This economic recovery has most assuredly been slow and steady. Just look at GDP growth for the last 5 years:
2010 = 2.5%
2011 = 1.6%
2012 = 2.3%
2013 = 2.2%
2014 = 2.4%
2015 = 2.5%
Only 90 basis points of spread over a six-year period. Of course there are fluctuations, but economic growth has exceeded 3% very few months during this time. A free market is supposed to generate a business cycle, however the business cycle has been muted coming out of the Great Recession. Possible explanations for this include:
- Recessions that damage the financial system, as the Great Recession did, take longer to recover from, and economic growth is restricted for an extended period of time.
- The recession was so severe, businesses and consumers were very cautious in spending and investing. This lack of capital flowing into the economy has slowed growth.
- The Great Recession made businesses risk averse. Companies did not take chances that had the potential to generate big rewards; the type of gains that fuel GDP growth.
- Interest rates have been held constant at an unnatural, 0%, rate. In a free market economy, the cost of money should never be zero.
- Quantitative easing – the government attempts to manage the economy, and thus dampens the natural cycle.
- Government policies which limit economic growth. The current administration greatly favors regulation over free market policies. This flattens the cycles and restrains GDP.
However, despite all the complaints about a weak, sluggish recovery, the past six years have been very good for manufacturing. The slow, steady growth has provided companies with a more stable, predictable environment. This enables producers to plan and schedule better, and to operate at peak efficiencies. As long as sales are increasing, even moderately, costs get reduced due to the efficiencies and profits rise.
That is why corporate profits at manufacturing firms have been so healthy the last few years. However, the combination of slow growth and risk aversion means companies try to maximize already existing resources. This results in fewer new factories, new hires, and equipment purchases. This, in turn,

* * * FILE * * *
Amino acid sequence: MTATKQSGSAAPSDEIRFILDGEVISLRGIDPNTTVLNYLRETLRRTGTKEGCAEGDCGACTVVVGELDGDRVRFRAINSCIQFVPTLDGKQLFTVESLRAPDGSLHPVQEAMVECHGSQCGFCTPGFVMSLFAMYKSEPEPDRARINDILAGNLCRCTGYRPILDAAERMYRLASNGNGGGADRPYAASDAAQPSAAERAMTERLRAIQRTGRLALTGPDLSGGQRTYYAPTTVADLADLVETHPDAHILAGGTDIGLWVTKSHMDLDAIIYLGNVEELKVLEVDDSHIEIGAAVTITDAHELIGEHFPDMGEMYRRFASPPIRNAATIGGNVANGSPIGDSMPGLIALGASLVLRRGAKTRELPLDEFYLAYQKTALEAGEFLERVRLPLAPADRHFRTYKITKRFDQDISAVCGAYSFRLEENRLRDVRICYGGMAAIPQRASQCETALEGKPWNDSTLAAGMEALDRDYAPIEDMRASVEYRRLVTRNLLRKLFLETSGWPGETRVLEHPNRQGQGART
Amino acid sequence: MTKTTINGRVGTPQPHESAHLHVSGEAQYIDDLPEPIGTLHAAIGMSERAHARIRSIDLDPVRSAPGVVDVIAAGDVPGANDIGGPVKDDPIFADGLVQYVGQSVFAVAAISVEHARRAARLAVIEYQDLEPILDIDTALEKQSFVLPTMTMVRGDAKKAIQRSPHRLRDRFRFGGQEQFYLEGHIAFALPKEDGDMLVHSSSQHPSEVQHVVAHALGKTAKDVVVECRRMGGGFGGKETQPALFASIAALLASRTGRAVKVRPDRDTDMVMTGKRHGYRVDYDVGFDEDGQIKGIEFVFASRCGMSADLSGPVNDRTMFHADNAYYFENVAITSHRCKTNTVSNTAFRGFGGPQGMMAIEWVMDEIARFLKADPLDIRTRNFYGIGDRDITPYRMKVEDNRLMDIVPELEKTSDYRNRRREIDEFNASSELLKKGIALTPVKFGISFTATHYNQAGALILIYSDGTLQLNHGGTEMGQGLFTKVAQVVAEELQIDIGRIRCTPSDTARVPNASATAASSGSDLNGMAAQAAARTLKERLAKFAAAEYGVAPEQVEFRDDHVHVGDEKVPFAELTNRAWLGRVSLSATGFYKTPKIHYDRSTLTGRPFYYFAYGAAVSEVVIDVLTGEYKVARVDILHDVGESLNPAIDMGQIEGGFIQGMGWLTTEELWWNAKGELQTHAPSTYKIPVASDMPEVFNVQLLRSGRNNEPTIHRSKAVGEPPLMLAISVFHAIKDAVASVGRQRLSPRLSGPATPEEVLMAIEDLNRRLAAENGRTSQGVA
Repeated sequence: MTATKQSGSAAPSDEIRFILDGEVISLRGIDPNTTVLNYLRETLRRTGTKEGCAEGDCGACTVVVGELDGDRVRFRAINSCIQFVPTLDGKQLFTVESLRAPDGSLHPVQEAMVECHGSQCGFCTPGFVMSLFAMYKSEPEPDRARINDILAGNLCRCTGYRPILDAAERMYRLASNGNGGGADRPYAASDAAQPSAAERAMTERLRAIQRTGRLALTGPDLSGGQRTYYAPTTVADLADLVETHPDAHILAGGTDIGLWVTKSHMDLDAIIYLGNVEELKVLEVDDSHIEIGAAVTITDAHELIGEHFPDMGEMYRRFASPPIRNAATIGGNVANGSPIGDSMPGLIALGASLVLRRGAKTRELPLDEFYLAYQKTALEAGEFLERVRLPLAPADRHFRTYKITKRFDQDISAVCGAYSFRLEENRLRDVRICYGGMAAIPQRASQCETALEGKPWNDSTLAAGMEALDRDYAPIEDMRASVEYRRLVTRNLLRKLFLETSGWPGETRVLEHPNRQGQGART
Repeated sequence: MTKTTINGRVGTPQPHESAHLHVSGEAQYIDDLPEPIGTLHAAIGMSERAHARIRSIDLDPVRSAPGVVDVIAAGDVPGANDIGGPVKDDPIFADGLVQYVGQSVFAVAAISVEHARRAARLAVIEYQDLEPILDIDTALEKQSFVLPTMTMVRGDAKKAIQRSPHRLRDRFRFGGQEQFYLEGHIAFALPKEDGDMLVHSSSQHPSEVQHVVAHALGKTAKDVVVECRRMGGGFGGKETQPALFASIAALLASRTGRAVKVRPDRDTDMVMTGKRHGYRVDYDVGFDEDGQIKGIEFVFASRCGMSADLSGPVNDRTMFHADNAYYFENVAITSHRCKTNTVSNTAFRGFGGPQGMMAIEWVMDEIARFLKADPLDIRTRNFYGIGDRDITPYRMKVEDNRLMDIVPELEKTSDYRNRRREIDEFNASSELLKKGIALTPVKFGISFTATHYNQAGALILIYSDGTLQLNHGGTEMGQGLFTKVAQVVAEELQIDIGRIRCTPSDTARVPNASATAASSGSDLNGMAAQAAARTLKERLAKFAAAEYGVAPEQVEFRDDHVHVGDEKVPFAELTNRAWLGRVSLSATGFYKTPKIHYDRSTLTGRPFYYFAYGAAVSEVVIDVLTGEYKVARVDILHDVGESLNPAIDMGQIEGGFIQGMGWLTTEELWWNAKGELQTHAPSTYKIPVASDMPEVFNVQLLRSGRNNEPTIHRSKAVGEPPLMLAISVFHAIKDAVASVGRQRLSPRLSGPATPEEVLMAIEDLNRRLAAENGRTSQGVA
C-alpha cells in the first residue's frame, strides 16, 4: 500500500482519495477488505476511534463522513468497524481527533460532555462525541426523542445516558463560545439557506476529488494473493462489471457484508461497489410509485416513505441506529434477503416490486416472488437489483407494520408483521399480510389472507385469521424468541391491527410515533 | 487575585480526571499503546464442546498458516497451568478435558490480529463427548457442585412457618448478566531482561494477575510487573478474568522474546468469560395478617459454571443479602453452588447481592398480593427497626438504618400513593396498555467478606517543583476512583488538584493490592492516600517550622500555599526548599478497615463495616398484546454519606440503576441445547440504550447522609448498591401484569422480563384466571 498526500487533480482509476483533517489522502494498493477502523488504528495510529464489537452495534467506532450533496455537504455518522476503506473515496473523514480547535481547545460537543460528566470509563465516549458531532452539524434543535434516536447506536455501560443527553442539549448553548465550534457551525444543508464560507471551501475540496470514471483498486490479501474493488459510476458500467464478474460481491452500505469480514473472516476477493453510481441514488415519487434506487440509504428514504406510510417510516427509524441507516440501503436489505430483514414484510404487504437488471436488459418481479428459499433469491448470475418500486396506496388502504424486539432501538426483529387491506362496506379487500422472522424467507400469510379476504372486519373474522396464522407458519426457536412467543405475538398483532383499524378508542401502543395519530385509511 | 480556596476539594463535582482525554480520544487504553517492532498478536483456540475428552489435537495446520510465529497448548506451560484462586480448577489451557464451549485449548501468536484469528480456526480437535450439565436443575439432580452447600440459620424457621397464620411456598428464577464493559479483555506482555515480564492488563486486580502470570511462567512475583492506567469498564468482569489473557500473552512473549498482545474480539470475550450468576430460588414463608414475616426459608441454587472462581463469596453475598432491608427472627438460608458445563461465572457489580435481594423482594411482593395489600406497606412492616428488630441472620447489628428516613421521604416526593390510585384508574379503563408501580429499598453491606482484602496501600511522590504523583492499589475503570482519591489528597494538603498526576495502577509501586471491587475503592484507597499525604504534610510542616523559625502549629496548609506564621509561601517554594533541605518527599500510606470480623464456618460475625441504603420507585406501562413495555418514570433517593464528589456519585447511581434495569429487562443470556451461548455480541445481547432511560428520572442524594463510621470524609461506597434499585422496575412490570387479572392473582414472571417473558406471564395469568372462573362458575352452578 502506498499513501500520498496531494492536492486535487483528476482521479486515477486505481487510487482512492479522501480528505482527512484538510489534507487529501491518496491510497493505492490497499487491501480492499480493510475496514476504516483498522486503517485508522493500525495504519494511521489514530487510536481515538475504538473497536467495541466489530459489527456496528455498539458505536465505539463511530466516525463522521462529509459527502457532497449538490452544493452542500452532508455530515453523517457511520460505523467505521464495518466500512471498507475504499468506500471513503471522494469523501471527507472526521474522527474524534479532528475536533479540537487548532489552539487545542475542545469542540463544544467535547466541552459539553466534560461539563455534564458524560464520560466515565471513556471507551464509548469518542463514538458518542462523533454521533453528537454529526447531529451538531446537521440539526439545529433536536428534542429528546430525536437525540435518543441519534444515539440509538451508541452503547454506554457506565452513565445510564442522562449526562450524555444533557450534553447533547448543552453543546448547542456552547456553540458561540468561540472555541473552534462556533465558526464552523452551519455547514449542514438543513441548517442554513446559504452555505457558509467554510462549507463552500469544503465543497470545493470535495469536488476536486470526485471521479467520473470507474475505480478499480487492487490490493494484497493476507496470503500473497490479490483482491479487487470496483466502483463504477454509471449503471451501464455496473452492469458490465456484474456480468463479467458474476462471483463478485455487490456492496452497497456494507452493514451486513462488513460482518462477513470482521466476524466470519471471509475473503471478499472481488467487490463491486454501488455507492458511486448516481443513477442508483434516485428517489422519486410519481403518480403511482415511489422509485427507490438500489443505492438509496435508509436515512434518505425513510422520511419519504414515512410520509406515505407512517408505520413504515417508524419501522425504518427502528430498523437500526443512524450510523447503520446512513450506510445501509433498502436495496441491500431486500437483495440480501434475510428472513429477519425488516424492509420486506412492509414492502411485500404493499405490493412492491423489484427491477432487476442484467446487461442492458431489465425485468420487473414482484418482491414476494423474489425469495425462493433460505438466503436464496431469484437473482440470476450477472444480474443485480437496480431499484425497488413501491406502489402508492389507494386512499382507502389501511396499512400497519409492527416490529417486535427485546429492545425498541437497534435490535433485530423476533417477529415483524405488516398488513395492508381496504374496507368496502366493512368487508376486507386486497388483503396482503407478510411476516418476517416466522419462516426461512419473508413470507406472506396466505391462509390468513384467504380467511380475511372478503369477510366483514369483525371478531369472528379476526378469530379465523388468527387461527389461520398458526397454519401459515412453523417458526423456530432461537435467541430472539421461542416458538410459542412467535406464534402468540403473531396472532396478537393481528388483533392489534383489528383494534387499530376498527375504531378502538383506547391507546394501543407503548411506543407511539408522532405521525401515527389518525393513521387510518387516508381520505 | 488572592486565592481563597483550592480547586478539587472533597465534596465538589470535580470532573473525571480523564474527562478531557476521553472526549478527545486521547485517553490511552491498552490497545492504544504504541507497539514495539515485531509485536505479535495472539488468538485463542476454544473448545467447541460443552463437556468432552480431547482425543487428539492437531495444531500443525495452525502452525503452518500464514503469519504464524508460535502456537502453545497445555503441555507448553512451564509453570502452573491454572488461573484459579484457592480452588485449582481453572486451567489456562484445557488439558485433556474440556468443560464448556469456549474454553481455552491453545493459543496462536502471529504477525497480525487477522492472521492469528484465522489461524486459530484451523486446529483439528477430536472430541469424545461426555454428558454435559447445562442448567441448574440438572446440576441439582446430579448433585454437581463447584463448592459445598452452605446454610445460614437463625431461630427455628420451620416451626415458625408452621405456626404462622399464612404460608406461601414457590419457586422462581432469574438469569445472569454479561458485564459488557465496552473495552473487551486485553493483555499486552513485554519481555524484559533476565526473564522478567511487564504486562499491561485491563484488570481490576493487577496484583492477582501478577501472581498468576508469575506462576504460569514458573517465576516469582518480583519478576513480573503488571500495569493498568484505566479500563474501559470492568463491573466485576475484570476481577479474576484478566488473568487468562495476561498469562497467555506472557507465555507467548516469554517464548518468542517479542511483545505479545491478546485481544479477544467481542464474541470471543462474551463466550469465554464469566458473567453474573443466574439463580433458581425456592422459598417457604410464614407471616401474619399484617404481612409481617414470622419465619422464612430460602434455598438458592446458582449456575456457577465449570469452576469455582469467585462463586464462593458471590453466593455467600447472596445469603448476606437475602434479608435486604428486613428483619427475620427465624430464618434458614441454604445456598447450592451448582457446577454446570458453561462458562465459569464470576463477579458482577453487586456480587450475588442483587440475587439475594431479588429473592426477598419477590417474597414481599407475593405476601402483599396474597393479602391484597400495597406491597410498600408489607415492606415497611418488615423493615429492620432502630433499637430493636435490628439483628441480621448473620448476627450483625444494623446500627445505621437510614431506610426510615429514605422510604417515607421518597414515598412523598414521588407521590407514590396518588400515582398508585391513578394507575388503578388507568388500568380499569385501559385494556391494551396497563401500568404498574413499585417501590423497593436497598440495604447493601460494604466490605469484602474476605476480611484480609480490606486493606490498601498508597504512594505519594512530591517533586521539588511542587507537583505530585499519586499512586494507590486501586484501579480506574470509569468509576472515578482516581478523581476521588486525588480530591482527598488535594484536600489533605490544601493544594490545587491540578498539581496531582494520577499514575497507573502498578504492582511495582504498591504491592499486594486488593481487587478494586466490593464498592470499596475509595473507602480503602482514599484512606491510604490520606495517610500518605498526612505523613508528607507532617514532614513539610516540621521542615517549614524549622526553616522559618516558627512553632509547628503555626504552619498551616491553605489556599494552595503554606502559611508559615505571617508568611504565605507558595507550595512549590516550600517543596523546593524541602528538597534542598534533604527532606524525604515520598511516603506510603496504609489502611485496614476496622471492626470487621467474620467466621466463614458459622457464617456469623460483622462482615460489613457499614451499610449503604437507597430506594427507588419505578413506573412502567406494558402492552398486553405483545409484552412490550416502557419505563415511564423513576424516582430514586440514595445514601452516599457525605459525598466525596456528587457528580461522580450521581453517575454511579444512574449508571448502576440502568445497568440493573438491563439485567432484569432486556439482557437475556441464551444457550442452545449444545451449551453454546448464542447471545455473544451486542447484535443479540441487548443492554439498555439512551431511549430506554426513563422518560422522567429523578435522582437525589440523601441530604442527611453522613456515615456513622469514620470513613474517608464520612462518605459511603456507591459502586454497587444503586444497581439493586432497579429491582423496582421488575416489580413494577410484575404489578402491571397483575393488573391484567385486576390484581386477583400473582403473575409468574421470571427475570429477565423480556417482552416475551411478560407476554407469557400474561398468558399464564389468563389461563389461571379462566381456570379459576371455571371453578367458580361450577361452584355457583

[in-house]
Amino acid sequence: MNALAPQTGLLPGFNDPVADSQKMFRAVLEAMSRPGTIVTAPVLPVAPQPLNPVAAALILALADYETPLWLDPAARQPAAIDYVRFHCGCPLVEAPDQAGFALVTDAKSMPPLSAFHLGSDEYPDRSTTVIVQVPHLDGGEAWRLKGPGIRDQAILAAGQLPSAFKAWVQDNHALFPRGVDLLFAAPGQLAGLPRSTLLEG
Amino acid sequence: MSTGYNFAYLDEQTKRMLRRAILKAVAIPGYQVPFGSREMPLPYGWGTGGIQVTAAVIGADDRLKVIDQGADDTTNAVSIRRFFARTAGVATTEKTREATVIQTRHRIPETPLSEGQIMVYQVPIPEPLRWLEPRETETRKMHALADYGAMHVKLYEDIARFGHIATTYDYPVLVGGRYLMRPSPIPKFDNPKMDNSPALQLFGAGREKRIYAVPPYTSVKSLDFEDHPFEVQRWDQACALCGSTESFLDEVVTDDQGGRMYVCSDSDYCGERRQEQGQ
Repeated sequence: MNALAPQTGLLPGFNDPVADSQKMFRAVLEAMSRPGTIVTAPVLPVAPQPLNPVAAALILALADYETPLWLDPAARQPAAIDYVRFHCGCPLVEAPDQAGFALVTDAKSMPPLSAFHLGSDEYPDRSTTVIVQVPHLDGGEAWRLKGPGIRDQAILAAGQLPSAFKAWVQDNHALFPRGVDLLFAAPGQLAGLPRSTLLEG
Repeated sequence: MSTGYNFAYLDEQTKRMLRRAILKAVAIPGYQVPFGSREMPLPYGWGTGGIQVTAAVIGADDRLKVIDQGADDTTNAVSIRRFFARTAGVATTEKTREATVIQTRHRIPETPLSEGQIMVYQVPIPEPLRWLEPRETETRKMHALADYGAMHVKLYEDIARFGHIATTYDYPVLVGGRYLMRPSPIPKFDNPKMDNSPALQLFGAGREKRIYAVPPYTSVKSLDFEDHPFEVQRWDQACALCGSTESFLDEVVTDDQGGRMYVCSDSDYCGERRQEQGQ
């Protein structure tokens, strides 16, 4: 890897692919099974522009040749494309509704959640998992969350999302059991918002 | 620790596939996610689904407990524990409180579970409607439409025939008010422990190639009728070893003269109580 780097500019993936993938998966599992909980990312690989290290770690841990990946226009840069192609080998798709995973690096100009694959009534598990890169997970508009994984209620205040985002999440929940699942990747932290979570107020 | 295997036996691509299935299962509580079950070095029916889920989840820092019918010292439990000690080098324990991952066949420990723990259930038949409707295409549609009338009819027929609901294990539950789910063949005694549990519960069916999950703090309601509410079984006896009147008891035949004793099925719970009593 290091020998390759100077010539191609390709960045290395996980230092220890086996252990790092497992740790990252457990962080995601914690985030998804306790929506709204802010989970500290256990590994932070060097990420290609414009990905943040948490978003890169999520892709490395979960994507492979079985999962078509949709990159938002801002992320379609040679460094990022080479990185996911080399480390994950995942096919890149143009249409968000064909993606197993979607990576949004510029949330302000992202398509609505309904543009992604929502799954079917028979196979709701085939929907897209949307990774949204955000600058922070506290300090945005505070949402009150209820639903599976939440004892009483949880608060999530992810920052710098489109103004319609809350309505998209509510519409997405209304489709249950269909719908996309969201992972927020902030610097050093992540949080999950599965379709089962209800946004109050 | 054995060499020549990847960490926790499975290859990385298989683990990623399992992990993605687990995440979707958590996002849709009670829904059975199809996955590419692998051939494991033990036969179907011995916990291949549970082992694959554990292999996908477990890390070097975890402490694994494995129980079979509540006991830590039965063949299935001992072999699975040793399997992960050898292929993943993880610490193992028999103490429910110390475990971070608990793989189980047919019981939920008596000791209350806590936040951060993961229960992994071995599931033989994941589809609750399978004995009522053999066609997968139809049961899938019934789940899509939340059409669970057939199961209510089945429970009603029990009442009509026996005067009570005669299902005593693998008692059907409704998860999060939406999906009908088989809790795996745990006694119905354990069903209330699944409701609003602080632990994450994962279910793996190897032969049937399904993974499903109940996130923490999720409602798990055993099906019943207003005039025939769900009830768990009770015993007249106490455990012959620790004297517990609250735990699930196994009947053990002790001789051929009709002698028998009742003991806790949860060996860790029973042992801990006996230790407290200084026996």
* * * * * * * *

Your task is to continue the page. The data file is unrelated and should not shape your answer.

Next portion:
impacts GDP and new job creation. Corporations have been criticized for “sitting on profits,” but this behavior is highly rational under the current environment. There is limited benefit to reinvestment, and the perceived risk still remains.
The Class 8 truck and heavy-duty trailer is known for its large business cycles. This market is tremendous in good economic times, and horrible during recessions. It would be expected that the stable GDP numbers would have smoothed out the industry cycle some this time.
Very interestingly, it appears this is not the case. The commercial equipment market has continued to cycle up despite extended moderate economic growth. The industry has been impacted by the slow recovery. The sales gains in the early years of the recovery were modest, and this did extend the cycle. For example, commercial trailers are experiencing their record sixth consecutive year of growth (5 years was the previous record). However, the commercial vehicle industry has cycled very high, as it normally does, despite all the factors discussed previously.
The Class 8 market has been extremely hot, but has now begun to cool off. Backlogs peaked in February, and builds peaked in May. Orders over the last six months are down 35% year-over-year. It was expected that the market would gradually decline into a “soft landing” and not collapse as in previous down cycles. Because, of course, the economy is still growing, so the cycle should moderate, right?
However, preliminary Class 8 truck orders were alarmingly low for November, indicating that production is going to drop faster than anticipated, especially with inventories at record levels. The normal down cycle may be in play despite a moderately growing economy.
Another consideration is that down cycles in the commercial vehicle markets often precede weakness in the general economy. The good news is that the trailer market, while peaking, has not begun its down cycle quite yet. Many economists believe that because the economy is not cycling up rapidly, the next recession, due sometime in the coming years, will not be that severe. But let’s see how fast and how far the commercial vehicle market falls for clues on the general economy.
This post first appeared on the FTR website. FTR is the leader in analyzing and forecasting the commercial transportation industry. For more information on FTR reports and services, please click here.)